Let *P = {a*_{1},..., a_{n}} and *Q = {b*_{1},..., b_{m}} be two finite partitions of a quantum logic corresponding to a state s. The common refinement of these partitions is:

*P ∨ Q = {a*_{i} ∧ b_{j} : a_{i} ε P, b_{j} ε R}.

**Definition 7**. Let *P = {a*_{1},..., a_{n}} be a partition of a quantum logic corresponding to a state s. The logical entropy of *P* with respect to state s is defined by:
$${h}_{s}^{l}\left(p\right)={\displaystyle \sum _{i=1}^{n}s\left({a}_{i}\right)\left(1-s\left({a}_{i}\right)\right)}.$$
Since
${\sum}_{i=1}^{n}s({a}_{i})=1,$ we have
$\sum}_{i=1}^{n}{(s({a}_{i}))}^{2$

**Definition 8**. Let *P = {a*_{1},..., a_{n}} and *Q* ={b_{1},..., b_{m}} be two partitions of a quantum logic corresponding to a state *s*. The conditional logical entropy of *P* given *Q* with respect to state *s* is defined as:
$$$$
In the next theorem an upper bound for logical entropy on a quantum logic is presented.

**Theorem 9.** *Let P be a finite partition of a quantum logic corresponding to a state s. Then*
$$0\le 0{h}_{s}^{\mathrm{l}}(P)\le 1-\frac{1}{n}.$$

*Proof.* Let *P = (p*_{1},...,p_{n}) ε **R**^{n} be a probability distribution, then from [7], maximum value of the logical entropy is $0\le {h}_{s}^{l}(P)\le 1-\frac{1}{n}$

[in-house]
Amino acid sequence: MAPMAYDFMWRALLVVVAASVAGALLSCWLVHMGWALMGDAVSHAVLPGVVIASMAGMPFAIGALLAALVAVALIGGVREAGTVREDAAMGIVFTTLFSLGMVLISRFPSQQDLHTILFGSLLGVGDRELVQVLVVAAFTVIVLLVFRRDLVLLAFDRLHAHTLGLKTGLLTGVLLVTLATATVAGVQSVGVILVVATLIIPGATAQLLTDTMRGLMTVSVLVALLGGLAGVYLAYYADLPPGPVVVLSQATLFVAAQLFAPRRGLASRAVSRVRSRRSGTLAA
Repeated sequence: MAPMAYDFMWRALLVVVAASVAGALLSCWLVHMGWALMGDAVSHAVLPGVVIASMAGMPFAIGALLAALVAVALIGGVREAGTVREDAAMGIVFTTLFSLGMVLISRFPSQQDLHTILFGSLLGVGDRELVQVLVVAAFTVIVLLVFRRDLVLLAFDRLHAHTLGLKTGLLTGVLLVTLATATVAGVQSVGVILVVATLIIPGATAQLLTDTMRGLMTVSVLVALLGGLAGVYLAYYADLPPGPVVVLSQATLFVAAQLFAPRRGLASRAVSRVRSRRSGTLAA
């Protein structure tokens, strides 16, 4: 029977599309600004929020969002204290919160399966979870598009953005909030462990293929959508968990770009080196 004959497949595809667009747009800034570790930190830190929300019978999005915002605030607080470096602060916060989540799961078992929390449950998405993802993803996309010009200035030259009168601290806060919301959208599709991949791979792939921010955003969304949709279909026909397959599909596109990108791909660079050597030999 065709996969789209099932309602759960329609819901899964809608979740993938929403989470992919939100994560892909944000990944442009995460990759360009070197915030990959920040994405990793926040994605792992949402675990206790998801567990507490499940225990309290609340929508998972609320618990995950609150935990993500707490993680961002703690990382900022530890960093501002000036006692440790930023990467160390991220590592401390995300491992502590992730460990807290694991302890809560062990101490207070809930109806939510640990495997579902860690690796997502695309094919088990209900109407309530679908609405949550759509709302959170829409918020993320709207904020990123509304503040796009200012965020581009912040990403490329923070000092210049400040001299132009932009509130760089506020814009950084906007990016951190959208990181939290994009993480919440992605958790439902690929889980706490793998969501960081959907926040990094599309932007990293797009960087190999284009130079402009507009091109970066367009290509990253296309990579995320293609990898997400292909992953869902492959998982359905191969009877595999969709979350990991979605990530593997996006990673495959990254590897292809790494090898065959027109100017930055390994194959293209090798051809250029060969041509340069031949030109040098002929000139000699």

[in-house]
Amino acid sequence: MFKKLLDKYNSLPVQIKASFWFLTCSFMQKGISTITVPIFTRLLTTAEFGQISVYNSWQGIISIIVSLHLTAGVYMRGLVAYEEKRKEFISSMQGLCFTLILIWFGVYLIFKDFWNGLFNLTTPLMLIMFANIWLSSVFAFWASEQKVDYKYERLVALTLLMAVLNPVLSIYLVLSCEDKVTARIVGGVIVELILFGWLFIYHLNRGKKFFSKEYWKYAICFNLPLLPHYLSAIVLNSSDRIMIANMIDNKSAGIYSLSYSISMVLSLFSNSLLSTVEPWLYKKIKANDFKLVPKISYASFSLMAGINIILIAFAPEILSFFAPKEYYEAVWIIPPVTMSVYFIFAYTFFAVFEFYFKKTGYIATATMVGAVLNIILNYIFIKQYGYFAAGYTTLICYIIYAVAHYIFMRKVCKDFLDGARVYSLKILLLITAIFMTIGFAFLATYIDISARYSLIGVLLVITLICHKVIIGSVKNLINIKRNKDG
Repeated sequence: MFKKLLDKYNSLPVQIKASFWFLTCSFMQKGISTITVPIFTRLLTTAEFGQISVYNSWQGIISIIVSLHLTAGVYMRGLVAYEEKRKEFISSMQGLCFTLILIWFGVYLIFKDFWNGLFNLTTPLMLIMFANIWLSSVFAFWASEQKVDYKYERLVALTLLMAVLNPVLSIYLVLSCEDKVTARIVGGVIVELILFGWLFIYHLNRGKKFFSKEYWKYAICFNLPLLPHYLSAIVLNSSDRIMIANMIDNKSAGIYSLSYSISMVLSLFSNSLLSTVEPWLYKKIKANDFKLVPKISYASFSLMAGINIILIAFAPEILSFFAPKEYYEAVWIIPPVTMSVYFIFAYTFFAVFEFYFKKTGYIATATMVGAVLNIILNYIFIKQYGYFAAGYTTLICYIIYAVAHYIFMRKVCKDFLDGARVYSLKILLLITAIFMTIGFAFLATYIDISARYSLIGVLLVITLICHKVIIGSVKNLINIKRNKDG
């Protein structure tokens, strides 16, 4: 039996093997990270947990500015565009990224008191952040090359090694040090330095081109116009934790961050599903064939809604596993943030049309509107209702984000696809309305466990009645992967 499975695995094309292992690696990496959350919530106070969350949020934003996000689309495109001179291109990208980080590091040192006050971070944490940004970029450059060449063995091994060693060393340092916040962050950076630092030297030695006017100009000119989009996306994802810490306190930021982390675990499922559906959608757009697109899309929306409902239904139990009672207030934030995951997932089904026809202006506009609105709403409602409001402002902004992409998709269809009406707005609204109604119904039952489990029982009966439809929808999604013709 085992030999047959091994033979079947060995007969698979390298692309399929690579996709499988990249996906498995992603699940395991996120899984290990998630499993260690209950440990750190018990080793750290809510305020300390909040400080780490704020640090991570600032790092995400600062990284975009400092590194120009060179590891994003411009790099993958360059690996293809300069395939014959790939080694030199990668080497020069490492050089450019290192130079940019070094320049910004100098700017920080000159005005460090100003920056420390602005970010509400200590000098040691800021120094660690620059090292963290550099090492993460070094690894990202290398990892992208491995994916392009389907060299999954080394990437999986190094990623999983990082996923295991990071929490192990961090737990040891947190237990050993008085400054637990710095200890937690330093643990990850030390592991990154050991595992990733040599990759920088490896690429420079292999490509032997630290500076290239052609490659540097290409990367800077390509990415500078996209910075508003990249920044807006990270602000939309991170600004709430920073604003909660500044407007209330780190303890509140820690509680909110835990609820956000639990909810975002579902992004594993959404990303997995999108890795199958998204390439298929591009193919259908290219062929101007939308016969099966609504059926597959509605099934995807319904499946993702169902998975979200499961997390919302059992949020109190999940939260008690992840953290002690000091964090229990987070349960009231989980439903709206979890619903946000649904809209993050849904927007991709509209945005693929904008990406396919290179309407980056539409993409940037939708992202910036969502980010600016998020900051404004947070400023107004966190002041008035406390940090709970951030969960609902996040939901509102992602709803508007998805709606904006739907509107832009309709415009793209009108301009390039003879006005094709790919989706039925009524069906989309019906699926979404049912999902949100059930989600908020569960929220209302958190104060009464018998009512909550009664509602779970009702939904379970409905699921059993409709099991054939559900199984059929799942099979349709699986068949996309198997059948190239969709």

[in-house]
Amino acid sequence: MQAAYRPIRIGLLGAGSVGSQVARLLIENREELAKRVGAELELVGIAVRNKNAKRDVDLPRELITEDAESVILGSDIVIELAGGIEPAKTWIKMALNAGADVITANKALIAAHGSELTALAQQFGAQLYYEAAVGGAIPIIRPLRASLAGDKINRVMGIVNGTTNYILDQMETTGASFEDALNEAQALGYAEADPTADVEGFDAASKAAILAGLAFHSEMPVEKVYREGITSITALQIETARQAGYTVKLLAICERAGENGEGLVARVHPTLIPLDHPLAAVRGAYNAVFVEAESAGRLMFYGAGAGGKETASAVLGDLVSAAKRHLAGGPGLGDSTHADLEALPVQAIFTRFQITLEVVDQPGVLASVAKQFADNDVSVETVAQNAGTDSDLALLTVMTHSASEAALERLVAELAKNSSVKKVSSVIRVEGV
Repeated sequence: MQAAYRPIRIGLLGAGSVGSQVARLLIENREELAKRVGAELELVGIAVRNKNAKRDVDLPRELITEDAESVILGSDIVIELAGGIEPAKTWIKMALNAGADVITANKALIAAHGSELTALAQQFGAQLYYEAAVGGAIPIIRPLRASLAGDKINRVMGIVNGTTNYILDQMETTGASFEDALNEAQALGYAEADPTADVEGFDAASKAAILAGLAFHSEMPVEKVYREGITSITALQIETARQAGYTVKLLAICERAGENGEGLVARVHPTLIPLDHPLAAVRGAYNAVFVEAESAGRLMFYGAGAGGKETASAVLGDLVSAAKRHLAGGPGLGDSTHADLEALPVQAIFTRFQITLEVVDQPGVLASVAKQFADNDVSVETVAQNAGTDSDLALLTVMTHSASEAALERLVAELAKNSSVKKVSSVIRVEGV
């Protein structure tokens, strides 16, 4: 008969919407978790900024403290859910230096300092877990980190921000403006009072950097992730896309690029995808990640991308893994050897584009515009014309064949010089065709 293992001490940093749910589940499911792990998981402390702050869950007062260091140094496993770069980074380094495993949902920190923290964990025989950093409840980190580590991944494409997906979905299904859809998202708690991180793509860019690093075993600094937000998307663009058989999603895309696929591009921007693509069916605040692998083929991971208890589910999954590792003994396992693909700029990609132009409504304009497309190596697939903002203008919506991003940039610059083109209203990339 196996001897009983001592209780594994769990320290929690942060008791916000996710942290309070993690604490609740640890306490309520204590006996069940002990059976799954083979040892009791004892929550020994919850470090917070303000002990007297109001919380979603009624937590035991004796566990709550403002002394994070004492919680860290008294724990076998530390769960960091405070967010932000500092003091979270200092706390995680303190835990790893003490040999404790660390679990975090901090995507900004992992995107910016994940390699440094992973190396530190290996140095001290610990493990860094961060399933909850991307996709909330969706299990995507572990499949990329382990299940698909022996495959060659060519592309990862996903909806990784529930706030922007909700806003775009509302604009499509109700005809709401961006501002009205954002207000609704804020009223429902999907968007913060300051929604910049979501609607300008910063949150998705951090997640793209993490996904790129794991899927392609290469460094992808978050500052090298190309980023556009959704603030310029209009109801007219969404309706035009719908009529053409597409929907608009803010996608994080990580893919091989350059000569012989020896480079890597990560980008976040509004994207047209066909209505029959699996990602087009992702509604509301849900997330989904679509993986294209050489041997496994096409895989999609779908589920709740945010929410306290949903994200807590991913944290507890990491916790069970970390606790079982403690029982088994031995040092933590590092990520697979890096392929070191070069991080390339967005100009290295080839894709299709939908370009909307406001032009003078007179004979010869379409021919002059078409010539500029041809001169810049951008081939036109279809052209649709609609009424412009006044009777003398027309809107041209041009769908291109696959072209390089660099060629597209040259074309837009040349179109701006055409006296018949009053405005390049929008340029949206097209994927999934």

$$1-\frac{1}{n}.{\displaystyle {\sum}_{i=1}^{n}s({a}_{i})=1,}P=(s({a}_{1}),\mathrm{.....},s({a}_{n}))$$
is a probability distribution and hence the proof is complete.

In the following theorem the conditional logical entropy under the common refinement of partitions is studied.

**Theorem 10.** *Let P, Q and R be finite partitions of a quantum logic corresponding to a state s having Bayes’ Property. Then h*^{l}_{s}(P ∨ Q|R) = *h*^{1}_{s}(P|R) + *h*^{1}_{s}(Q|P ∨ R).

*Proof.* Let *P = {a*_{1},..., a_{n}}, Q = {b_{1},..., b_{m}} and *R = {c*_{1},..., c_{r}}. Since s has Bayes’ Property, by Lemma 6 we have
$$\begin{array}{l}{h}_{s}^{l}(P\vee Q|R)={\displaystyle {\sum}_{i=1}^{n}}{\displaystyle {\sum}_{j=1}^{m}}{\displaystyle {\sum}_{k=1}^{r}}s({a}_{i}\wedge {b}_{j}\wedge {c}_{k})(s({c}_{k})-s({a}_{i}\wedge {b}_{j}\wedge {c}_{k}))\\ ={\displaystyle {\sum}_{i=1}^{n}}{\displaystyle {\sum}_{j=1}^{m}}{\displaystyle {\sum}_{k=1}^{r}}s({a}_{i}\wedge {b}_{j}\wedge {c}_{k})(s({c}_{k})\\ -{\displaystyle {\sum}_{i=1}^{n}}{\displaystyle {\sum}_{j=1}^{m}}{\displaystyle {\sum}_{k=1}^{r}}(s({a}_{i}\wedge {b}_{j}\wedge {c}_{k}){(}^{s}\\ ={\displaystyle {\sum}_{i=1}^{n}}{\displaystyle {\sum}_{j=1}^{m}}{\displaystyle {\sum}_{k=1}^{r}}s({a}_{i}\wedge {b}_{j}\wedge {c}_{k})(s({c}_{k})-{\displaystyle {\sum}_{i=1}^{n}}{\displaystyle {\sum}_{j=1}^{m}}{\displaystyle {\sum}_{k=1}^{r}}(s({a}_{i}\wedge {b}_{j}\wedge {c}_{k}){(}^{s}\\ +{\displaystyle {\sum}_{i=1}^{n}}{\displaystyle {\sum}_{k=1}^{r}}{(}^{s}\\ -{\displaystyle {\sum}_{i=1}^{n}}{\displaystyle {\sum}_{j=1}^{m}}{\displaystyle {\sum}_{k=1}^{r}}(s({a}_{i}\wedge {b}_{j}\wedge {c}_{k}){(}^{s}.\end{array}$$